Apostate, Heresy, Loving-Kindness, Uncategorized

Is Being An Apostate Good?

I’ve been called an apostate in my journey away from Christianity, which is probably more than appropriate. However, there’s more to being an apostate than meets the eye. Apostasy comes from Koine Greek and means “a defection or revolt.” I have both defected and revolted against Christianity to pursue the real gospel.

Christianity became dominant in the world when the Roman Empire sponsored it beginning in 325 AD. Rome represents all of Christianity, which includes all of its myriad of denominations, so I use Rome to refer to Christianity.

Rome prefers a false gospel of doing the works of legalism rather than realizing Jesus Christ’s true gospel of grace and peace. Why? The false gospel keeps people coming back to the church to ease the guilt of failing to do the works of legalism. Therefore, Rome made the false gospel the prevalent one til the present day. As an apostate, I’ve defected from Rome, as well as revolted against it.

A defection is “the desertion of one’s country or cause in favor of an opposing one.” A revolt is refusing “to acknowledge someone or something as having authority.” A revolution is “a dramatic and wide-reaching change in the way something works or is organized or in people’s ideas about it.” The false gospel is in opposition to the true gospel; it refuses to acknowledge the true gospel of grace and peace’s divine authority. The gospel revolution is “a dramatic and wide-reaching change in people’s ideas about the gospel from what the status quo tells them it is.”

A gospel revolution has been going on ever since Rome officially rejected the true gospel in 325 AD. Rome has consistently persecuted freethinkers in its midst, even to the point of death. Today, Rome doesn’t have the power of life and death over people like it once did, so people are now free to disregard it if they wish.

Nevertheless, Rome still tries to coax people into compliance through guilt and shame. However, People are free to know the true gospel that sets them free from the shame and guilt of religion. They’re free to live their lives on their terms, rather than on Rome’s terms. Yeah, being an apostate is good because it means freedom to choose. Heresy means, “Choice.” Ironic, isn’t it? And that’s no bull!

Heresy, Uncategorized

The New Testament is Heretical

The New Testament is one book made up of several books, but it has two gospels; it has a Jewish doctrine that demands people keep some of the Jewish Law, and it has a gospel of grace where it makes no demands on anybody and also abolishes religious law. People can choose which gospel they want.

Heresy means “choice.” People who don’t want others to have a choice made choosing a bad thing. As both government and church, Christianity put people to death based on their choice, i.e., “Heresy.” Religion wants conformity, not freethinkers.

The gospel of grace gives people the freedom to choose what they want to do in life. In other words, it provides people with personal responsibility. The gospel of grace lets people select and, therefore, makes all people heretical because they have the freedom of choice.

The New Testament is a story of two gospels; one isn’t a gospel at all because Christianity denies people the freedom to choose how to live their lives. Christianity has a list of rules and laws that people must abide by to be good Christians.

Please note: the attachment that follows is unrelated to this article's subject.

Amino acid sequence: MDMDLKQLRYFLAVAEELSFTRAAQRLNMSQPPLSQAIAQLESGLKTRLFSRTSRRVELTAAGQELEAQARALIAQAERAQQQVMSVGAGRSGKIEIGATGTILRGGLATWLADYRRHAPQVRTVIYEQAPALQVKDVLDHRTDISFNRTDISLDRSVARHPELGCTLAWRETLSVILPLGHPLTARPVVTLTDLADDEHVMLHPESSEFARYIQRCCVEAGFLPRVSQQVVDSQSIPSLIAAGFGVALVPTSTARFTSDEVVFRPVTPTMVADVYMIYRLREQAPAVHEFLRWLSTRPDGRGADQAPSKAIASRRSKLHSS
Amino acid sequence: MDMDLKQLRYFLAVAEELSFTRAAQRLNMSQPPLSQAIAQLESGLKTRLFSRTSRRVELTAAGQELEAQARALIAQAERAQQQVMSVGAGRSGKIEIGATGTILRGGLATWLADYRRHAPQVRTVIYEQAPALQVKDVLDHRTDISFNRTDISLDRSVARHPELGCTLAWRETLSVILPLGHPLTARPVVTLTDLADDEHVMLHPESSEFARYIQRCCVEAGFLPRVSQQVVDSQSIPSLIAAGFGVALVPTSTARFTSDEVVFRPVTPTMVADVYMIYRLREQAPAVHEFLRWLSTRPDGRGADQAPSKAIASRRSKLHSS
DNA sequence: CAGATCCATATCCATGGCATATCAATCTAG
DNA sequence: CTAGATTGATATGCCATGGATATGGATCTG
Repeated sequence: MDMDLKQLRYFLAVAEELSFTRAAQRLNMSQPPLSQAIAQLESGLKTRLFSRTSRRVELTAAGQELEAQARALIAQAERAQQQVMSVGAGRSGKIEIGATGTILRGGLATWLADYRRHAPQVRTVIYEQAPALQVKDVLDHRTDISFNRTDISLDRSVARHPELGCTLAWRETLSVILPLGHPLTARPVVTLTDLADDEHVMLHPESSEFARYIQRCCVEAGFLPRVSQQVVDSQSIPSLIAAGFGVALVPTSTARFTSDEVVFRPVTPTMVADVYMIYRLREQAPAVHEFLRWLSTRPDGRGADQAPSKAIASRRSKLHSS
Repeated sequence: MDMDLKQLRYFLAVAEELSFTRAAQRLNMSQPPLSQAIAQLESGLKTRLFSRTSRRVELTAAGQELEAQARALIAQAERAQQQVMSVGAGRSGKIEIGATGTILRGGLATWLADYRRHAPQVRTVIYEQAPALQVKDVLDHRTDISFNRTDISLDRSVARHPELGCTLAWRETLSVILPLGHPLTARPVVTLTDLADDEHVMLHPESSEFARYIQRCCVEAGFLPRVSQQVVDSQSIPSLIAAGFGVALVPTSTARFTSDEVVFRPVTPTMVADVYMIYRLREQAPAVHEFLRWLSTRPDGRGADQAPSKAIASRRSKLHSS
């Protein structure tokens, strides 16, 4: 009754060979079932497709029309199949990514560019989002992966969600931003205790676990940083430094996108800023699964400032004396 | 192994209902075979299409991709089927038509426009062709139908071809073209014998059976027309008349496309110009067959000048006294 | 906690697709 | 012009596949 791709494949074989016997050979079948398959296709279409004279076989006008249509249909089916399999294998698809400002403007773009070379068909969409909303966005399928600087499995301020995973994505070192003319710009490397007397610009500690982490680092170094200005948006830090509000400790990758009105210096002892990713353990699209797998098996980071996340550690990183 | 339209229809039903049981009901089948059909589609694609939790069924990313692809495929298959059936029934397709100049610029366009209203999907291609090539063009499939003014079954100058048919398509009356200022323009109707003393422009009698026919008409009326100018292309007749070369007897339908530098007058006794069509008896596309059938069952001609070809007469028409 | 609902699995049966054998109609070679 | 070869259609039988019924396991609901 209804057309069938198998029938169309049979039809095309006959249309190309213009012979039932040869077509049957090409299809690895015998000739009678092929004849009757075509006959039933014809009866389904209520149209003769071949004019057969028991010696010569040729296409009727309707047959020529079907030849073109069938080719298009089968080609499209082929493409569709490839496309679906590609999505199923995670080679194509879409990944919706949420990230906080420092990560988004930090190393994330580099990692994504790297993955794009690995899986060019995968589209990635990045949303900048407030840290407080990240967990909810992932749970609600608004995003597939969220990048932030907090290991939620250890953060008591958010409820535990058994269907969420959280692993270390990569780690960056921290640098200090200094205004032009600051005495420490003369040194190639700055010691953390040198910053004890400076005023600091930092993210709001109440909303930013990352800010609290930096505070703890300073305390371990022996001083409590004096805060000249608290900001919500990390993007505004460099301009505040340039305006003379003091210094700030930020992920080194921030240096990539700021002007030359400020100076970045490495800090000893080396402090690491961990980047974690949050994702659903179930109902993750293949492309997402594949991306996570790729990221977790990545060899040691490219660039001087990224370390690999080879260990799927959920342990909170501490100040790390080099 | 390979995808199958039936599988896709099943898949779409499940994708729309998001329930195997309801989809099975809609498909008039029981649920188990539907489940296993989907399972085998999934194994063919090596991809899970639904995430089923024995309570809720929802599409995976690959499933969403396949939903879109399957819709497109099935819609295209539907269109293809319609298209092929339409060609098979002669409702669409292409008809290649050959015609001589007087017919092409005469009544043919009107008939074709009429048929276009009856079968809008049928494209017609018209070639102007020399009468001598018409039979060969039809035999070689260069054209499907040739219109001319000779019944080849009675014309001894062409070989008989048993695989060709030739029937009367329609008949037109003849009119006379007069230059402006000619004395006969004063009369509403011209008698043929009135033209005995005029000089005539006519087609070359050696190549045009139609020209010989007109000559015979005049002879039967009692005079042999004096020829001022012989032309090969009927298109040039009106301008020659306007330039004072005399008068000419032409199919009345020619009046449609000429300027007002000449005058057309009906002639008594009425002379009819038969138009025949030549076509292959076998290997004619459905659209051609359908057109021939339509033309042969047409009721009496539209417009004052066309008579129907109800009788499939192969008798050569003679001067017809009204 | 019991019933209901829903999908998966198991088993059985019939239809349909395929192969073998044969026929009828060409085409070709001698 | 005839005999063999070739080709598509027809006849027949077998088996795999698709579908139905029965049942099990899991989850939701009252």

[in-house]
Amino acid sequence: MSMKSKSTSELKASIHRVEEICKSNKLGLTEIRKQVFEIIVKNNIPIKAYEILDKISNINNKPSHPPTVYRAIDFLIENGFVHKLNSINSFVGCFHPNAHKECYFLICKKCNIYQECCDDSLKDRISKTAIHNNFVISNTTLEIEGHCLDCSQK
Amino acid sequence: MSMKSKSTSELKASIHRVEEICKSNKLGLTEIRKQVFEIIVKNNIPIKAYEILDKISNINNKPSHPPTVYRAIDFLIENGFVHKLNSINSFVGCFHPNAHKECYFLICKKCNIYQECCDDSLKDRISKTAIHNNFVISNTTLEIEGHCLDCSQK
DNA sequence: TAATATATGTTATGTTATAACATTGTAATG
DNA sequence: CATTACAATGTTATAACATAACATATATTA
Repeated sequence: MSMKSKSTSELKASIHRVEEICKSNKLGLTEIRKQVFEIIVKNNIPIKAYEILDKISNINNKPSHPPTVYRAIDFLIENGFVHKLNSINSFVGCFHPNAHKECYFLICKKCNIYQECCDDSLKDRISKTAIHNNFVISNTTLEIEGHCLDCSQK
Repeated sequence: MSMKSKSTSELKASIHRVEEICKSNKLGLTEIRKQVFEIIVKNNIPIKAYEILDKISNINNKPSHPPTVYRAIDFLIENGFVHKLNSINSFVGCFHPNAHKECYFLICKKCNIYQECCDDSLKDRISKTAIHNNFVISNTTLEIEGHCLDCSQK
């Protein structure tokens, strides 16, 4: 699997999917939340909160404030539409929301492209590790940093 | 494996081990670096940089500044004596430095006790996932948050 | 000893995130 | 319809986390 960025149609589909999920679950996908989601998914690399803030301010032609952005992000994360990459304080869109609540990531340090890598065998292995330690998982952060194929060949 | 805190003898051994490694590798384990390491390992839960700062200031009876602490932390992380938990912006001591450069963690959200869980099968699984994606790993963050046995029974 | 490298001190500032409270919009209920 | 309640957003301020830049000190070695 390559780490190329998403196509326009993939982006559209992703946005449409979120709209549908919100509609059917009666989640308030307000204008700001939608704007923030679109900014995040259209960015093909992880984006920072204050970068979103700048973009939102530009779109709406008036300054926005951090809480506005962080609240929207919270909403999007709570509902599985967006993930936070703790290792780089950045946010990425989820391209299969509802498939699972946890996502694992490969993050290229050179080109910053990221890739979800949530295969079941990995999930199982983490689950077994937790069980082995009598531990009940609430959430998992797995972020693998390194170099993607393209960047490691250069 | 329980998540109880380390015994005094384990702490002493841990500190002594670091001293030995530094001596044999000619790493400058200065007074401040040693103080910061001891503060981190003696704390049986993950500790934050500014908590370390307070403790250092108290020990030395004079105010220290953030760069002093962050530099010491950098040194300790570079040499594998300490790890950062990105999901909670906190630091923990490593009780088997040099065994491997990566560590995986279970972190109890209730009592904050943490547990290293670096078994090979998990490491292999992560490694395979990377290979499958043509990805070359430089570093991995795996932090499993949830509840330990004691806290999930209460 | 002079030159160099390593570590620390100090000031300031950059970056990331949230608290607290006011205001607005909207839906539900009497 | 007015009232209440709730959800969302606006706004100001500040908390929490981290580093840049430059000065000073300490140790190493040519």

It’s not a bad thing that the New Testament is heretical. Why? Because it makes people stand either for grace or for religious law being the way to live a freed life. The New Testament is like writing out pros and cons for something I’m about to buy. Except I get to write down the attributes of grace versus the characteristics of living by religious law. When these differences are evident, then I’m free to be the best heretic I can be by making the best choice for me.

Being a heretic is a good thing! And that’s no bull!

Adam’s Sin

A Question To Ponder

How hard is it to understand that Jesus’ work was at least as powerful as Adam’s?, Mike Williams, The Gospel Revolution

The entirety of humanity died because the one man, Adam, sinned. Then, the one man Jesus Christ came along and died to give all humanity life, but he only succeeded in giving just a few life. How sad is that? How weak of a savor is that? That makes Jesus sound like a wussy doesn’t it? But wait, that also makes God out to be a weakling, too, right?

Jesus’ purpose on earth was to reverse what Adam did, which was to consign the entire human race to the grave. Wouldn’t Jesus be a failure if he failed to save the entire human race from death? Yes. That means that if Adolf Hitler went to Hell for his mass murders, then Jesus is an utter failure. Nevertheless, Christianity, at least evangelical Christianity, teaches that most of humanity is consigned to hell for rejecting Jesus as their savior.

Now we have something interesting. What happens to those people who don’t believe that Adam’s sin condemned humanity to die? Will they burn in hell twice?

If the Christian God is so “just” why doesn’t he keep to his own law and treat humanity with his very own “eye for an and a tooth for a tooth” statute? Here’s an example: Adam sinned on a tree and condemned all humanity to death; Jesus did righteousness on a tree and saved all humanity for life. Rather than an eye for an eye and a tooth for a tooth, the overtly Just Jehovah chose his blood on a tree for Adam’s sin on a tree. Somewhere in there is some overkill I’d say.

Now, about accepting or rejecting Jesus; believing in or rejecting Jesus has no impact on Jehovah’s saving grace on the cross. People didn’t get to accept being condemned to death by Adam on the tree, nor do people get to accept being saved from death by Jesus on the tree.

The true gospel is actually good news. There is no hell. There is only life. As soon as all people realize that the sooner they can get on with living.